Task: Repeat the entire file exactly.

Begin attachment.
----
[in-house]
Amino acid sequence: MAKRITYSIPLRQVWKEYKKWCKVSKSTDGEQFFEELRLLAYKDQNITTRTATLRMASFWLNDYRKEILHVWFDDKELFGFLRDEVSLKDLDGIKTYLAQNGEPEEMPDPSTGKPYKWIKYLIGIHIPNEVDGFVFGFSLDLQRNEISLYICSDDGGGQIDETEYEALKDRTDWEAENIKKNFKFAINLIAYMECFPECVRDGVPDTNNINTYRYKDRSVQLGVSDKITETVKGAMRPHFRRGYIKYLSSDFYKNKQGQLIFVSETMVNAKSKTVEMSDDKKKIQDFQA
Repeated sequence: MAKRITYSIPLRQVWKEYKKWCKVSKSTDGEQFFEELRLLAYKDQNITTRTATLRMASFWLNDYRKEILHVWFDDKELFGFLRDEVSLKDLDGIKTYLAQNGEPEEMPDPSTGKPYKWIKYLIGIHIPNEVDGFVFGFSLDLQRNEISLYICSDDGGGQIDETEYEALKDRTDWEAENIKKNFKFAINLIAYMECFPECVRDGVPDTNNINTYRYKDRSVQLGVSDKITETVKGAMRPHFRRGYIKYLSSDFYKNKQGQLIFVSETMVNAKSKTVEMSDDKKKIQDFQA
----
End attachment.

[in-house]
Amino acid sequence: MAKRITYSIPLRQVWKEYKKWCKVSKSTDGEQFFEELRLLAYKDQNITTRTATLRMASFWLNDYRKEILHVWFDDKELFGFLRDEVSLKDLDGIKTYLAQNGEPEEMPDPSTGKPYKWIKYLIGIHIPNEVDGFVFGFSLDLQRNEISLYICSDDGGGQIDETEYEALKDRTDWEAENIKKNFKFAINLIAYMECFPECVRDGVPDTNNINTYRYKDRSVQLGVSDKITETVKGAMRPHFRRGYIKYLSSDFYKNKQGQLIFVSETMVNAKSKTVEMSDDKKKIQDFQA
Repeated sequence: MAKRITYSIPLRQVWKEYKKWCKVSKSTDGEQFFEELRLLAYKDQNITTRTATLRMASFWLNDYRKEILHVWFDDKELFGFLRDEVSLKDLDGIKTYLAQNGEPEEMPDPSTGKPYKWIKYLIGIHIPNEVDGFVFGFSLDLQRNEISLYICSDDGGGQIDETEYEALKDRTDWEAENIKKNFKFAINLIAYMECFPECVRDGVPDTNNINTYRYKDRSVQLGVSDKITETVKGAMRPHFRRGYIKYLSSDFYKNKQGQLIFVSETMVNAKSKTVEMSDDKKKIQDFQA